I was introduced to the senior member of the 3 strong pastry team, she was quite chatty at the appropriate moments and focused when necessary, maybe this is the social element of PSS? I was first given a palate cleansing sorbet of lime & fromage frais, which was light yet packing all the right punches to ready me for my pre-dessert. My only slight disappointment was that the microplaned lime zest was still too course & was bitty in my mouth.
The aforementioned pre-dessert was duly dispatched. A chilled glass layered with a citrus posset, blackberry grantité and topped with a sangria espuma (surely a nod to Mr Atherton’s time at el Bulli) & extra virgin olive oil. As was to become so apparent, the pre-dessert was a balanced affair. Textures, temperatures, flavours & colours, all combined perfectly. The slightly fruity perfume of the olive oil, the crunch of the grantité, the lightness of the espuma, all harmonised with the creamy texture of the citrus posset.
Broken fig bakewell tart
After a small delay & the theatre of the pastry team plating up several other tables, my final course arrived. The broken fig bakewell tart was passed to me from the other side of the bar along with an explanation of the component parts. The deconstruction of an old school classic came in the form of poached figs, a finger of frangipane, a disk of wafer thin blind baked pastry, all accompanied with a rich vanilla ice cream and leaves of lemon thyme. Dishes are classics for a reason and are often best left that way. But Mr Atherton & his team are talented people who know when to press a dish forward & when to show some restraint. Although with hindsight I now wish I had chosen a different dessert, curiosity got the better of me, wanting to see how broken the tart actually was going to be.
Throughout my time at the dessert bar I became transfixed with other chefs working. Whether it was the main kitchen from behind their shiny glass enclave, watching the pastry team dispatching various trays of desserts off to the rest of the dining masses or a couple of chefs downstairs in the development kitchen. It illustrated to me that the twenty four chefs on the PSS rota have come together to produce a well oiled machine.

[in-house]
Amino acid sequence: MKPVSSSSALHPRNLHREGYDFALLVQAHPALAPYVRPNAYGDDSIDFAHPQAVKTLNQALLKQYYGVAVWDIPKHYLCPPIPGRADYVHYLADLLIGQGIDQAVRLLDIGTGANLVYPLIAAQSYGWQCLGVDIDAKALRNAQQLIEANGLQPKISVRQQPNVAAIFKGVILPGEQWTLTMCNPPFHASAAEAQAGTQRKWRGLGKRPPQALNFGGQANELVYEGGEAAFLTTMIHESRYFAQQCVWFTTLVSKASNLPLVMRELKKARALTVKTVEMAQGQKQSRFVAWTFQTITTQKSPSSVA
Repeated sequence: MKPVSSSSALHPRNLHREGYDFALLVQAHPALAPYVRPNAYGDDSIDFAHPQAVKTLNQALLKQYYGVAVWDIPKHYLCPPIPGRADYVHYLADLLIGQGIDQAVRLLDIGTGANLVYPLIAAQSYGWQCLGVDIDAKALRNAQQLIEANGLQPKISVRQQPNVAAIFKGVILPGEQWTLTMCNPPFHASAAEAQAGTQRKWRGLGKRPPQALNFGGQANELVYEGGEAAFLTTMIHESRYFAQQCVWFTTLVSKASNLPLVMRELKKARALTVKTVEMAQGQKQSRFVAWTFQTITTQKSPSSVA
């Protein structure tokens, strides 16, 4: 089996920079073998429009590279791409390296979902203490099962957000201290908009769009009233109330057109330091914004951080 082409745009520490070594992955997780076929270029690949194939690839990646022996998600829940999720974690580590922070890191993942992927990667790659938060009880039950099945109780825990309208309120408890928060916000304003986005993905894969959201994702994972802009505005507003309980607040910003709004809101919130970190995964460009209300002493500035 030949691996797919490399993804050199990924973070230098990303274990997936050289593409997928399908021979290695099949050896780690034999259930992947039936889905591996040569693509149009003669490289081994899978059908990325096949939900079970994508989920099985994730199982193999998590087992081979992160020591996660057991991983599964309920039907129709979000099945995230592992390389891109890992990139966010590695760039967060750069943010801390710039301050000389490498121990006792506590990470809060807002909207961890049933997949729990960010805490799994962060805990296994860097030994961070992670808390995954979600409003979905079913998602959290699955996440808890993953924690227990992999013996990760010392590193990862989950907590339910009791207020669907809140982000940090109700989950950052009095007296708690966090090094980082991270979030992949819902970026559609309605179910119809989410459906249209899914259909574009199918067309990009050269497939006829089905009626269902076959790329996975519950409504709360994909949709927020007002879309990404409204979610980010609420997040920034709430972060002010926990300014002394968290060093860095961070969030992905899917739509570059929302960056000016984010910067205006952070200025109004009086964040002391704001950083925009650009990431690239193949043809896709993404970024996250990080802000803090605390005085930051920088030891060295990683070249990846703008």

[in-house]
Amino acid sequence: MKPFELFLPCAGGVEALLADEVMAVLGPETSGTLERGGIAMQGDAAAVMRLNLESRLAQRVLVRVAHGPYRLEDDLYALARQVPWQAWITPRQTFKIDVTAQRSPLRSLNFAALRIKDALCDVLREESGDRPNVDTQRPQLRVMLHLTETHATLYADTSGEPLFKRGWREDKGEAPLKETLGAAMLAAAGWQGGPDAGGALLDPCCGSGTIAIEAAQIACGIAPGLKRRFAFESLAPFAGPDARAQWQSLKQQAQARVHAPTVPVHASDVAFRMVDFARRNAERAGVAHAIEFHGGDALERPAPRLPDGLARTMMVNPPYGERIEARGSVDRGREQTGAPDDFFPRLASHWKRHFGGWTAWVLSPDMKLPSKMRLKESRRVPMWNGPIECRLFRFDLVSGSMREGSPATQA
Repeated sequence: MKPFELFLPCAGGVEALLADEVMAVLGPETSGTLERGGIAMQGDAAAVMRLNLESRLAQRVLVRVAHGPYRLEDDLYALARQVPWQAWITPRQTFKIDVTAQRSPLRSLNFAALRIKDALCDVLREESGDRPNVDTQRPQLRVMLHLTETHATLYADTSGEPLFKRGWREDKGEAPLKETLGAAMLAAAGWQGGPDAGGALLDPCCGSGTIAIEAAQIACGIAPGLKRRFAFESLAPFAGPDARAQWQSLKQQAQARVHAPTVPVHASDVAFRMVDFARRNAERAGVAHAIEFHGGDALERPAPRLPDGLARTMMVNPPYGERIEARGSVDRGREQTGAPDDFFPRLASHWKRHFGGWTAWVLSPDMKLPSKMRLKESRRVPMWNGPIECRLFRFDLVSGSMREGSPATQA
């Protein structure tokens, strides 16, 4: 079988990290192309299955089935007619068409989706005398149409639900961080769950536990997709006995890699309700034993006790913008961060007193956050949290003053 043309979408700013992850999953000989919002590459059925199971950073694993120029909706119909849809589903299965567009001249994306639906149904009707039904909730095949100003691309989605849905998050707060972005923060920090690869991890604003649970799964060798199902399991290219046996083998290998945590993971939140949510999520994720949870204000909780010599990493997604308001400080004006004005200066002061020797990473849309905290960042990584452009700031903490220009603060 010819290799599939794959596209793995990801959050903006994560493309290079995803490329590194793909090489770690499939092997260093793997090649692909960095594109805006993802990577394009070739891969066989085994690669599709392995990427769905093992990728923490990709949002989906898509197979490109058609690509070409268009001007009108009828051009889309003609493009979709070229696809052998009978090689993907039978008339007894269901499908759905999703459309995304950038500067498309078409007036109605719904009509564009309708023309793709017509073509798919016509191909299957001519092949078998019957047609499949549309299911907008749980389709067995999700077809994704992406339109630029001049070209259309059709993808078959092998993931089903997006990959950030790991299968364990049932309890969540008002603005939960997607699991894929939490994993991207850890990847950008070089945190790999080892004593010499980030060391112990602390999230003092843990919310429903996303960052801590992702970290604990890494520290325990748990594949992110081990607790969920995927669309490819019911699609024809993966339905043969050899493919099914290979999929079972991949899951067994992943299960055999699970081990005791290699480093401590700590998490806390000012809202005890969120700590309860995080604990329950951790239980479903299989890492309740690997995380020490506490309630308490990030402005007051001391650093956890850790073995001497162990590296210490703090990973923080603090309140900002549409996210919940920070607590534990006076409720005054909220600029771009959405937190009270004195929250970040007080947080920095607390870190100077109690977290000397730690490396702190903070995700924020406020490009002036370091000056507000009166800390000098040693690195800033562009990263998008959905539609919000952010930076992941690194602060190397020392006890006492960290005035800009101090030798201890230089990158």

Although the name of the post is ‘Cheaper Eats’, the bill that arrived was substantial. Take the £29’s worth of wine out of the equation and a few other extras and it looks like a bargain at £25.50 for three courses. Unfortunately, and PSS isn’t alone in this, there is the customary 12.5% service charge. I’ve never understood this concept. Surely the whole point of costing and pricing a menu should encompass all of these things not sting the customers for an extra, hence the reason I don’t leave a tip where I pay service charge.
The nuts & bolts of it
Can just say @Jason_Atherton Pollen street is freakin awesome. The man himself wasnt present, but still amazin £25 3courses bargin
If you go to PSS thinking it’s going to be a hushed temple of high gastronomy you’ll be disappointed. What you’ll find is a buzzy atmosphere, young enthusiastic staff happy to please & engage with you. The food is top rate & well deserving of the recent accolades, but it also covers so many bases. Whether it’s a meal for one, ladies that lunch or groups of chefs that were visiting the restaurant show, Pollen Street Social is all things to all people.